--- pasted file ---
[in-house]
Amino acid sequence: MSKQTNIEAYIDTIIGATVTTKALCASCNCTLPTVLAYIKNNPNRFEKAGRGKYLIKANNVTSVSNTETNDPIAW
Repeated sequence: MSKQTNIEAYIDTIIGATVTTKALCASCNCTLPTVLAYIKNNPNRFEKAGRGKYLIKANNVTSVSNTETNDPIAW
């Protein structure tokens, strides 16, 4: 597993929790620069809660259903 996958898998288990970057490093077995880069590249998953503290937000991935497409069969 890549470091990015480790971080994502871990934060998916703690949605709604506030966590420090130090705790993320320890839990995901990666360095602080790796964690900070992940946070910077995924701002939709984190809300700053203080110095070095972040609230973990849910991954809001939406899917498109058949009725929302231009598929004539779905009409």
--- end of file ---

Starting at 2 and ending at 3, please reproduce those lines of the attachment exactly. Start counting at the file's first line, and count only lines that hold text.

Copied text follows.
Amino acid sequence: MSKQTNIEAYIDTIIGATVTTKALCASCNCTLPTVLAYIKNNPNRFEKAGRGKYLIKANNVTSVSNTETNDPIAW
Repeated sequence: MSKQTNIEAYIDTIIGATVTTKALCASCNCTLPTVLAYIKNNPNRFEKAGRGKYLIKANNVTSVSNTETNDPIAW